1. So, I want to give an update on my Lenten goal some 18 days into the 40. Giving up the My Music app was a valuable intention, but the results haven’t turned out quite as I’d imagined, thus far. (There is still time. Easter is still almost a full month off.) True to my prediction, it took a few days for TV themes to stop running through my head without being played. (Musically, The Mary Tyler Moore Show is one of the more interesting.) But it isn’t silence that I have been consuming instead. That’s where my original plan has stalled.

    Mostly in the car, I’ve listened to the entire 11.5 hours of my favorite – and almost ONLY – audiobook purchase, Pride and Prejudice read by Carolyn Seymour. I’ve spent one evening at home cloistered away with my Baptist Hymnal singing some 5 or 6 hymns, all verses and all refrains. (Honestly, I was persuaded we did well to leave off the third verse in church all those years. Is that terrible of me? “Lengthy” really has become a bad word – except in the context of something we really WANT to focus on.) But that’s just the downside of the experience. By far, the fact that I took time to do this, and with an earnest heart, leaves the larger impression on me, and I trust that my intentional worship went heavenward and was heard even over the praises of those already in Jesus’ presence (not unlike the faint cry of one Whoville resident catching the ear of one who listened!).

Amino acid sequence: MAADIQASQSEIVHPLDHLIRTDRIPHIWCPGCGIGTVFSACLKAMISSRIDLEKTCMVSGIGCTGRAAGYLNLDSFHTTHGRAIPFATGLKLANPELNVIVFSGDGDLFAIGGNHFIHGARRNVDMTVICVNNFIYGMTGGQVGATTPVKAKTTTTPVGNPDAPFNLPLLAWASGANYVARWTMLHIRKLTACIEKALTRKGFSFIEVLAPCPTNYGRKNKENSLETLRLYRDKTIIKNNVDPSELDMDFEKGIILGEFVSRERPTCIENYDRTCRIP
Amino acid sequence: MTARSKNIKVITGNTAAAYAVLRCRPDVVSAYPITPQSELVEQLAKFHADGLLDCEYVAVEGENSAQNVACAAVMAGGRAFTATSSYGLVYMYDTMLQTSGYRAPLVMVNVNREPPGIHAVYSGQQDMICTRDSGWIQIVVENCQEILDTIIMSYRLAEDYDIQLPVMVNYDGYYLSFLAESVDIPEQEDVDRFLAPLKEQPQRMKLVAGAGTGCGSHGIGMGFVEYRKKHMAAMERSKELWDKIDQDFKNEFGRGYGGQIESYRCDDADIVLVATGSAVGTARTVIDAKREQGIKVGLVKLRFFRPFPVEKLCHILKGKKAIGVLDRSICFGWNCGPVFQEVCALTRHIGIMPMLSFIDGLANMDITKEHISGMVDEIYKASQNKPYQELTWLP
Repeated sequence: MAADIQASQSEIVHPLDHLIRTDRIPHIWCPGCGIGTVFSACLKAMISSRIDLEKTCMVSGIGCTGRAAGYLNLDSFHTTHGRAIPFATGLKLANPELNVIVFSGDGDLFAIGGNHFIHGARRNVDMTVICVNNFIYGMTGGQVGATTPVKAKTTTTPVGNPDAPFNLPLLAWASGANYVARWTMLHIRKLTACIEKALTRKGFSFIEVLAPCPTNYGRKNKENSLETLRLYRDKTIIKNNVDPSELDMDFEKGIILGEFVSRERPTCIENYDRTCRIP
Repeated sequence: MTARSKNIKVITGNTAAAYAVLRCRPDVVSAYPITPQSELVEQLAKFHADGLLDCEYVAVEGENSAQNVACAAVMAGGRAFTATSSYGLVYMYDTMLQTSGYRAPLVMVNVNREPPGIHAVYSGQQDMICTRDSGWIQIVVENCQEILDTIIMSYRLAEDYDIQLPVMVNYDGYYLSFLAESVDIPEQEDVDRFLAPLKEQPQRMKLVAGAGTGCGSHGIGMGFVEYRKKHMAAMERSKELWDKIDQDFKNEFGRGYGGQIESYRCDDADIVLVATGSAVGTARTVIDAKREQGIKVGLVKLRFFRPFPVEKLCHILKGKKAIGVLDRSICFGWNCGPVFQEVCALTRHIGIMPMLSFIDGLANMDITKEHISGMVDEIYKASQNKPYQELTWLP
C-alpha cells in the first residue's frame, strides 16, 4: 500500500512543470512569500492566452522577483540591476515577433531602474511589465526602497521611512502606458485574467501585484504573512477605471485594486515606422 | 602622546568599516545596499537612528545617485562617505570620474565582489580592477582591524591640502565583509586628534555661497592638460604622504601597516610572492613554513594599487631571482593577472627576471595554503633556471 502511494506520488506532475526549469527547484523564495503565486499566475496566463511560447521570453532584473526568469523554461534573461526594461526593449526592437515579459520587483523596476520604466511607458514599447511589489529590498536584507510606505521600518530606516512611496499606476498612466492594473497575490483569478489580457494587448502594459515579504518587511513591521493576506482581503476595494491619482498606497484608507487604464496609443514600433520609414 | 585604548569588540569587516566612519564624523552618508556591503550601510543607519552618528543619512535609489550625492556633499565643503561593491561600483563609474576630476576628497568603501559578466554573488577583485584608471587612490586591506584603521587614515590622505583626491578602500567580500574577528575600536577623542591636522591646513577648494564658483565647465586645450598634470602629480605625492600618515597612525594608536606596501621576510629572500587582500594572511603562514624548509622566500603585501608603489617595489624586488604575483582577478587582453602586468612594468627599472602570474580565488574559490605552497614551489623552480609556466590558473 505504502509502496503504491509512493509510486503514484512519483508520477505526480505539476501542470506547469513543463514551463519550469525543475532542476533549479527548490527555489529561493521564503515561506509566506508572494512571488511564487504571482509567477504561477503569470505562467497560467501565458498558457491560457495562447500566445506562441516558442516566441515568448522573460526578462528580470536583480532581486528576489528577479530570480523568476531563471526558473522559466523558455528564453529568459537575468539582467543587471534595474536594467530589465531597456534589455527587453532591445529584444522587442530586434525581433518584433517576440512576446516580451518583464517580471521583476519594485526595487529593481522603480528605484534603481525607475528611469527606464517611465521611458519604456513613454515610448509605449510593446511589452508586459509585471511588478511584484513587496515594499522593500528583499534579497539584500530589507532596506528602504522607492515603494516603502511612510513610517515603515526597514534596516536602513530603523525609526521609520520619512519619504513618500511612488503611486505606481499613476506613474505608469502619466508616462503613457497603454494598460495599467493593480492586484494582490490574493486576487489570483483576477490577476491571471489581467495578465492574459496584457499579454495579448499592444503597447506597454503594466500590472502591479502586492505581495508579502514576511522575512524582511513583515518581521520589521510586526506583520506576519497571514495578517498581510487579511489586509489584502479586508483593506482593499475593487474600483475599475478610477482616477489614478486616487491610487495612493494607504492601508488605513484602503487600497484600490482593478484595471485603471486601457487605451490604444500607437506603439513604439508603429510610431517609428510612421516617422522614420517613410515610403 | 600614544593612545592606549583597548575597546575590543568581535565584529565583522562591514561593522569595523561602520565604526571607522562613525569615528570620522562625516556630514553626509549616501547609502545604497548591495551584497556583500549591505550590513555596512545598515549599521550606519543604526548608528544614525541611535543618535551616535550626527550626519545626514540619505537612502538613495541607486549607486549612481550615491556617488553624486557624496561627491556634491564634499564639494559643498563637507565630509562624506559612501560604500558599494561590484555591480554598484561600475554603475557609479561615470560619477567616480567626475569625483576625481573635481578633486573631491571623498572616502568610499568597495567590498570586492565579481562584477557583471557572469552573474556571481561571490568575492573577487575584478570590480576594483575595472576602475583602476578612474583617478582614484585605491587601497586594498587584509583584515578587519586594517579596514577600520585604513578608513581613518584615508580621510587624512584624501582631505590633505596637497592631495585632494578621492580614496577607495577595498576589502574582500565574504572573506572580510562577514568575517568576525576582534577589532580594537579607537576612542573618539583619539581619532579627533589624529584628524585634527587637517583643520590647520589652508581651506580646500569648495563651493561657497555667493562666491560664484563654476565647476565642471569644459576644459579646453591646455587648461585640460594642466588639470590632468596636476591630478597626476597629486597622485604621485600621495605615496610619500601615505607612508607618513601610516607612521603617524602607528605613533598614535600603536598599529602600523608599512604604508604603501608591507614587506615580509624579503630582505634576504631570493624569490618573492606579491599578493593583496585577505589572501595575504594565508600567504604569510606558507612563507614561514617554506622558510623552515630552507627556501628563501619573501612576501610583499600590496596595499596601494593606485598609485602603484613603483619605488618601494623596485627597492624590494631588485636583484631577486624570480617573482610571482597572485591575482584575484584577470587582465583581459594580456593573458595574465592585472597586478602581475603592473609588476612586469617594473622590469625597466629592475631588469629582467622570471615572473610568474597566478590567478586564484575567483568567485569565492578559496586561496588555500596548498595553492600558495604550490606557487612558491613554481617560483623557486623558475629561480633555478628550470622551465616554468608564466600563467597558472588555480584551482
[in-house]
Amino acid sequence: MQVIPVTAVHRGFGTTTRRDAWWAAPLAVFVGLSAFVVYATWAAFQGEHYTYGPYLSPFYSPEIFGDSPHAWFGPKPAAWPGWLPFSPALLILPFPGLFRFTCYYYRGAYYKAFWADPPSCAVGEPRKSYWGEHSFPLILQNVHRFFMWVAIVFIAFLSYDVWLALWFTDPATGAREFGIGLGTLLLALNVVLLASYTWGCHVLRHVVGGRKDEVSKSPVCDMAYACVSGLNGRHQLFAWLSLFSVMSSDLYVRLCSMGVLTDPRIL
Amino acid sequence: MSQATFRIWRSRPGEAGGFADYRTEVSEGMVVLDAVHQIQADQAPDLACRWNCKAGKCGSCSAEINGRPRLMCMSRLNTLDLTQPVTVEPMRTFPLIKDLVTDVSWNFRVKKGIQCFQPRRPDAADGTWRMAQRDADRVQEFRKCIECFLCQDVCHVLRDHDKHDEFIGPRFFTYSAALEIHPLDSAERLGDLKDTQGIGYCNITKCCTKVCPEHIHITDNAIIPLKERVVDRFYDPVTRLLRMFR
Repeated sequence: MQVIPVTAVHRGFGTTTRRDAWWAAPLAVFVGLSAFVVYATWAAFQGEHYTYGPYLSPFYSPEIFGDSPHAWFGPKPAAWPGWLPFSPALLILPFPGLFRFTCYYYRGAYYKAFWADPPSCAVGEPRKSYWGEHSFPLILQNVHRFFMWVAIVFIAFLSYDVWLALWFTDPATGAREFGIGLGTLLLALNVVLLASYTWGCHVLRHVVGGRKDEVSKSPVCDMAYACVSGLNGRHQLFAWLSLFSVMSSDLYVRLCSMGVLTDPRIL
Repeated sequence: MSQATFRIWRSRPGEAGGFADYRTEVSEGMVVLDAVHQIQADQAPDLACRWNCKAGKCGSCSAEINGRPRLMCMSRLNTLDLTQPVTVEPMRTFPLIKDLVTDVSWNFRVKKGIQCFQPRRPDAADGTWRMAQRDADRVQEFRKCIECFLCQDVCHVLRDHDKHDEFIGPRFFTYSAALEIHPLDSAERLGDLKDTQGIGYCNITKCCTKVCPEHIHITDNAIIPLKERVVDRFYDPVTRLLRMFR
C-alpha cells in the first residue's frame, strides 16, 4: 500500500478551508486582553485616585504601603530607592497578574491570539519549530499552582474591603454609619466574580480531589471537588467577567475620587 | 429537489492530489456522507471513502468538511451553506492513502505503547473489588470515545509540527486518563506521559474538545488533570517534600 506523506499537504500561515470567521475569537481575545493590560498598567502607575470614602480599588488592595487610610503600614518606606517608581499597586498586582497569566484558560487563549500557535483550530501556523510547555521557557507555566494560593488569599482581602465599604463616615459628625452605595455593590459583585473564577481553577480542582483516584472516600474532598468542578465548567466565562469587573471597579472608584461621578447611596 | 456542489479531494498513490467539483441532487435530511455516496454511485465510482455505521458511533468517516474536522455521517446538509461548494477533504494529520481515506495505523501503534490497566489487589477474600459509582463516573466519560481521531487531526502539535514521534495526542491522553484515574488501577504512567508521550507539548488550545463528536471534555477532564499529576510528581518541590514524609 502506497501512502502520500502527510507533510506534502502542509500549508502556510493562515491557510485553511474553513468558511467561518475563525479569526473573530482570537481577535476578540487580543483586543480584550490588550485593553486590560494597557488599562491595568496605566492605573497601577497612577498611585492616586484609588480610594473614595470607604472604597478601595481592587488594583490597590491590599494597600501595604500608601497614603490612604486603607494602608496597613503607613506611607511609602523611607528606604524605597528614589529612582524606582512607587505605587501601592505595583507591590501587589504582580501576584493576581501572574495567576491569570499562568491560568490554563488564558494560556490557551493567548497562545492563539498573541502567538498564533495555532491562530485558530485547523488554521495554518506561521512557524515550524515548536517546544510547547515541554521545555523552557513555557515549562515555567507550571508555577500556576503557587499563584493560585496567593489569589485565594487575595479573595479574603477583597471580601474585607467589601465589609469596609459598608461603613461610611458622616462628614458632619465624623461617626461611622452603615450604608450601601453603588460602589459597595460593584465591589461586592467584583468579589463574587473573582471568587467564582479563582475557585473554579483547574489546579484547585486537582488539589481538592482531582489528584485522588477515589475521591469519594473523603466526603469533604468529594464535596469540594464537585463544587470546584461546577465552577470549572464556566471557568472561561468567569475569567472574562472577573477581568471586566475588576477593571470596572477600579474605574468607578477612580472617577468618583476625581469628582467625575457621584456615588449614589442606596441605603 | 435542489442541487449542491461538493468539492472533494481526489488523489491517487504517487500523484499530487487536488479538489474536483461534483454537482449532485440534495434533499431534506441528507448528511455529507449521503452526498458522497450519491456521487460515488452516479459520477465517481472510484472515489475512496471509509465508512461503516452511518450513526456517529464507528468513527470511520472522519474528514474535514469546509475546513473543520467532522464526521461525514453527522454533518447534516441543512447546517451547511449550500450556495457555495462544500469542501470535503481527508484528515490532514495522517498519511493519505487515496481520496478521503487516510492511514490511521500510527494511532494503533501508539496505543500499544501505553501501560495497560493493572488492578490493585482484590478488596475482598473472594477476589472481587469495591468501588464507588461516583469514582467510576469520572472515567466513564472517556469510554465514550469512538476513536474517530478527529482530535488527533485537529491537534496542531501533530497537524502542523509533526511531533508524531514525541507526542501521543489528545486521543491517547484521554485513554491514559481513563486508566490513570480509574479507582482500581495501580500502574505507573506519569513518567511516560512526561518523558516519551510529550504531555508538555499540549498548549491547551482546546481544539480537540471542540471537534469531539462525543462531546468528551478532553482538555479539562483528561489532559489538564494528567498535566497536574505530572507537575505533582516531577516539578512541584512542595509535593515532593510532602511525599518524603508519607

Last, on March 17 I ended up on iTunes Store anyhow, in spite of my self-imposed moratorium, prompted I do not remember how, except that it must have been connected to wondering if any recordings were out there of a newer hymn, Will You Come and Follow Me? Why that hymn, I cannot tell you. I suspect its title ran across my notice in the course of work, or else some tune I heard somewhere sparked the memory of it. The latter seems more plausible. Bottom line: I am the happy owner of 4 tracks from the album Narrow Road by Rob Hudec, all of them sacred and none I am denying myself for the sake of my Lenten goal of no My Music. In fact, this morning I made a new playlist titled No Christmas No TV, telling Jeff, “I’ll be interested to see what this leaves.” It left 112 songs that break down this way: Sacred anthems & scripture songs 44%, Classical & folk/traditional 30%, Swing & big band 12%, Pop tunes, vintage, & movie soundtrack 11%, Patriotic 3%.

    No, I don’t plan to abandon my music abstinence goal, filling my head with these 112 songs to and from work, and at night as an antidote to random or worrisome thoughts or to bookend times of prayer that too often land in the camp of pleading for the prevention or the remedy of sad and destructive situations, to the exclusion of utterances of praise and thanks and faith. Nor am I shunning the attempt to seek productive, worshipful silence in an effort to train myself not to require some kind of interesting noise every waking moment. However, if I choose to listen a few times or even a lot of times to new purchases Will You Come and Follow Me?, Open My Eyes, Lord, and Here I Am, Lord [the fourth track I bought was a Christmas hymn ;-)], inevitably memorizing lyrics and being reminded to put “feet to my faith,” I will count it progress toward my truer Lenten goal of gaining something, not just giving something up. As I expressed it in a request for my church’s prayer list shortly after March 1, “Pray that my family and I will experience real growth during Lent this year.”